Dr. DeLyser is a professor at the Department of Geography and Environment at California State University, Fullerton. She is interested in geography, social memory, practice, behavior, tourism, and mobility. In particular, as a cultural historical geographer, she deals with cultural processes and politics from a geographic point of view. She is currently an editor-in-chief of the SSCI journal, cultural geographies. Her major books and articles include Qualitative Methods in Human Geography (2016), Careful work: building public cultural geographies (2016), Collecting, Kitsch, and the Intimate Geographies of Social Memory: A Story of Archival Autoethnography ”(2015).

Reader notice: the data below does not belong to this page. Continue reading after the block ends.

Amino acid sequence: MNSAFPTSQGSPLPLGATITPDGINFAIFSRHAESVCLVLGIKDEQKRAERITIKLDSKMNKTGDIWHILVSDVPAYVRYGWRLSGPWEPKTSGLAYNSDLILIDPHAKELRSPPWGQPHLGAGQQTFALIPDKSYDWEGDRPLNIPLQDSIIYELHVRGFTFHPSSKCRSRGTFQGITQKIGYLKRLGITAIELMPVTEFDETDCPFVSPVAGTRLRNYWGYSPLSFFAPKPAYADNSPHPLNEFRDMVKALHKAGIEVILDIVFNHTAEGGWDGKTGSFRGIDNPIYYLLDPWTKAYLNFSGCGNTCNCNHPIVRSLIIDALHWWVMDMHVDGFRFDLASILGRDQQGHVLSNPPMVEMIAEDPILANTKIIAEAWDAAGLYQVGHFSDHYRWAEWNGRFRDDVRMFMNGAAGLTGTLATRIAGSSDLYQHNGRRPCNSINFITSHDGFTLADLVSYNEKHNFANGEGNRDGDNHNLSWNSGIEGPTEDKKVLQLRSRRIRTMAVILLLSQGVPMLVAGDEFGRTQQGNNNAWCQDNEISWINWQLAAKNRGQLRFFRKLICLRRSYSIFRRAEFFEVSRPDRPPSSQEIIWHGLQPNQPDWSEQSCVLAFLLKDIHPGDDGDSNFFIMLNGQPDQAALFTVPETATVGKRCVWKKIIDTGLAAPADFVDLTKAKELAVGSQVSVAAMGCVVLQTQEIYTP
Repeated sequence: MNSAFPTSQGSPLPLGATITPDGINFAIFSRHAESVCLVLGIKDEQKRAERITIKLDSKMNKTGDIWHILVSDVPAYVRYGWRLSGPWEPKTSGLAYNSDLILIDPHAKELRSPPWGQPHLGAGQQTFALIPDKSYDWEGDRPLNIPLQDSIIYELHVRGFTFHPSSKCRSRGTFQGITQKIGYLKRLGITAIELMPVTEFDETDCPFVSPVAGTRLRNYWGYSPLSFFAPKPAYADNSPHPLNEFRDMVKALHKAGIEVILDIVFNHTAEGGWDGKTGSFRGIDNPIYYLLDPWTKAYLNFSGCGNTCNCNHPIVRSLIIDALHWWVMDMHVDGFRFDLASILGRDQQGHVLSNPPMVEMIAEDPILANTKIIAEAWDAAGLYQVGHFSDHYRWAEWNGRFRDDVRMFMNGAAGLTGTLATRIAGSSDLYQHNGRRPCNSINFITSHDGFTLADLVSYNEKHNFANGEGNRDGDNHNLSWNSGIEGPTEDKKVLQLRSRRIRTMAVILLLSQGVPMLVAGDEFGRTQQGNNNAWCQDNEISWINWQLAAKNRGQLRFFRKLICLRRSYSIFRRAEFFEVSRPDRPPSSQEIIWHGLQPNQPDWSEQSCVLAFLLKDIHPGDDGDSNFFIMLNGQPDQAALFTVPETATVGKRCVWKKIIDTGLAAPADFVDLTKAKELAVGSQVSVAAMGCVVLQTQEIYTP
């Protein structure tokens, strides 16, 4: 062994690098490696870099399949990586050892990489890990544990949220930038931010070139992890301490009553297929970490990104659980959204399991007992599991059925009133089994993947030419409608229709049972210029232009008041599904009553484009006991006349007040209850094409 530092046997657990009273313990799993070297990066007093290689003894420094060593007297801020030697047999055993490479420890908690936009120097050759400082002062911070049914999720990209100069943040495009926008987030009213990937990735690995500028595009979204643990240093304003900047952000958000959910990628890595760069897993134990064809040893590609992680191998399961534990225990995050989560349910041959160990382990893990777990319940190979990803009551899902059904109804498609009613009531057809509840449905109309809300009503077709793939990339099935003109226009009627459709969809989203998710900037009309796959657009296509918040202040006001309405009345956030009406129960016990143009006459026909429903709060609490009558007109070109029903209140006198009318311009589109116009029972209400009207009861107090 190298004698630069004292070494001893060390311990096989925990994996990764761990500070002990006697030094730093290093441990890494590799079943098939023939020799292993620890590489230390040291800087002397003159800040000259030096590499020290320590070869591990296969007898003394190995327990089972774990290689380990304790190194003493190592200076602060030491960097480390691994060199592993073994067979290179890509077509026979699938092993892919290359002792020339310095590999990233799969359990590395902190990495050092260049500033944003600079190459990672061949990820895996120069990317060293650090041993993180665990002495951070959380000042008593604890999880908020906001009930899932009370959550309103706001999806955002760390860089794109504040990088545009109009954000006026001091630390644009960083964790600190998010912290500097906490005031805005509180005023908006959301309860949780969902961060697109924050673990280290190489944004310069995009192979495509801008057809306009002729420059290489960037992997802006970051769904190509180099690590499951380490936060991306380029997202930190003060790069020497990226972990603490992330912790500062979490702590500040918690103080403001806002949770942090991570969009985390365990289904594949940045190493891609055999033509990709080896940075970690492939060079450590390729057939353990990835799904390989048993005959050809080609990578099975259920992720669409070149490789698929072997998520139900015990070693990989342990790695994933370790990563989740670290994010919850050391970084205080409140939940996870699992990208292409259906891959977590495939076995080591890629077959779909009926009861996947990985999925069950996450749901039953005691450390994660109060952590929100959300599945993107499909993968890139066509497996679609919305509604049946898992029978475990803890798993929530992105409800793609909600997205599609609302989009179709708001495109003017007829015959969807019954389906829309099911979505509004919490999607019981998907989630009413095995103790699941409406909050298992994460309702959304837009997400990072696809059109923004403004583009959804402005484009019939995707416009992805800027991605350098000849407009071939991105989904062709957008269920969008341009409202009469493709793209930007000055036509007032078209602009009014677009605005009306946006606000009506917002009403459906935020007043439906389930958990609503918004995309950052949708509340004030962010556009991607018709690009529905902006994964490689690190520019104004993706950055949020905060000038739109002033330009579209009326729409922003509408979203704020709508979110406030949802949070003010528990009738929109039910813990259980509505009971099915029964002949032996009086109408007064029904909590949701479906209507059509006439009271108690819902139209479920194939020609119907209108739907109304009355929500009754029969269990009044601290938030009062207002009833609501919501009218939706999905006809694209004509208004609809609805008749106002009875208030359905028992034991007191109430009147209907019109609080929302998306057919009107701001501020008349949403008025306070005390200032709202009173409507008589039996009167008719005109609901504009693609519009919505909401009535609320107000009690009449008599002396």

In this talk, Dydia DeLyser reviewed the restoration process of the three Indian motorcycles, pointing out the growing interest in materials, emotions and labor among geologists. She pointed out that restoration as a skilled practice links material conduct with labor of love and devotion. “This commitment to things can be a provocative counter-discourse to the unsustainable” write and throw away “society of the anthropology tax.” The talks showed that emotional labor, commitment to materials, and handicraft skills can create a positive path for creating, restoring, and maintaining our physical world.